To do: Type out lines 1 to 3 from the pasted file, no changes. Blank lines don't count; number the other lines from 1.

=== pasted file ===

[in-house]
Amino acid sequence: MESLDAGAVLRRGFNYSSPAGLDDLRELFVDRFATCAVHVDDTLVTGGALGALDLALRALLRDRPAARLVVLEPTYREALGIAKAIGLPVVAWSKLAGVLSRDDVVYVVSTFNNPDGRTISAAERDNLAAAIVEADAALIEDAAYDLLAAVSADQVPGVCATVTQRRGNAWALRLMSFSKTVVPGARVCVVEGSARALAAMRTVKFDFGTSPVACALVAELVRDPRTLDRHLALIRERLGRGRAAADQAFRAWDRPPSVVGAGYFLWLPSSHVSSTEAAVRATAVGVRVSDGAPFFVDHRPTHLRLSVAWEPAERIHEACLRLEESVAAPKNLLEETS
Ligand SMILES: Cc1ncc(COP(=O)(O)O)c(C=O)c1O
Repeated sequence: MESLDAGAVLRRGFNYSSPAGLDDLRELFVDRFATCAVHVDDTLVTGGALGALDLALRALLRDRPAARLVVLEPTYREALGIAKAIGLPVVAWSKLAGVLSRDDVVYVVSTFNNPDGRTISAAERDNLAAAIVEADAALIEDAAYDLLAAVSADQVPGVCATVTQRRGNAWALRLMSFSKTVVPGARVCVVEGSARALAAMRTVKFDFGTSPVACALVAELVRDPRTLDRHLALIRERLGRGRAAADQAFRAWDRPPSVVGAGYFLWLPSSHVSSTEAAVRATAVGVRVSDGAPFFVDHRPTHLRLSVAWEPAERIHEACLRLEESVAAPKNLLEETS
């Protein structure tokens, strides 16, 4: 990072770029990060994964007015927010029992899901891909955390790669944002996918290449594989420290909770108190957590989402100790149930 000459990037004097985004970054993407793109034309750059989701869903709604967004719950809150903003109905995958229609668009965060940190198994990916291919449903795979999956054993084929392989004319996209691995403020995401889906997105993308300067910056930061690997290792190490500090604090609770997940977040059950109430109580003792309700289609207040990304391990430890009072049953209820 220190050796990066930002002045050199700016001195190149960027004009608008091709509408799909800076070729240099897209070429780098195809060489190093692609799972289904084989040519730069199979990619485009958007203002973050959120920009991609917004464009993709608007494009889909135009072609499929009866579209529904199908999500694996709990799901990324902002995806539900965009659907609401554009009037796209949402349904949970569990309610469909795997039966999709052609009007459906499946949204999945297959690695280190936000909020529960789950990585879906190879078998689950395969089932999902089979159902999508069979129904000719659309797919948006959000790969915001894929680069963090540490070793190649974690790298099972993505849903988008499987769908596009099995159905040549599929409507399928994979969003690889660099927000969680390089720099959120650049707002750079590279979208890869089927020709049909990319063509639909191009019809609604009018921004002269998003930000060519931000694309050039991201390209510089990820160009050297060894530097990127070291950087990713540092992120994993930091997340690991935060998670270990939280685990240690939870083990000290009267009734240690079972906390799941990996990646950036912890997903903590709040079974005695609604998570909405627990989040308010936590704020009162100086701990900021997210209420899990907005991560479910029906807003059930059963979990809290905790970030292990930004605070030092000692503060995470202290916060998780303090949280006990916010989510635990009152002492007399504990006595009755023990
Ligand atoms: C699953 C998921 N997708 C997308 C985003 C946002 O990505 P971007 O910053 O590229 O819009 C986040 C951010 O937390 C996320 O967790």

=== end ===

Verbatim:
[in-house]
Amino acid sequence: MESLDAGAVLRRGFNYSSPAGLDDLRELFVDRFATCAVHVDDTLVTGGALGALDLALRALLRDRPAARLVVLEPTYREALGIAKAIGLPVVAWSKLAGVLSRDDVVYVVSTFNNPDGRTISAAERDNLAAAIVEADAALIEDAAYDLLAAVSADQVPGVCATVTQRRGNAWALRLMSFSKTVVPGARVCVVEGSARALAAMRTVKFDFGTSPVACALVAELVRDPRTLDRHLALIRERLGRGRAAADQAFRAWDRPPSVVGAGYFLWLPSSHVSSTEAAVRATAVGVRVSDGAPFFVDHRPTHLRLSVAWEPAERIHEACLRLEESVAAPKNLLEETS
Ligand SMILES: Cc1ncc(COP(=O)(O)O)c(C=O)c1O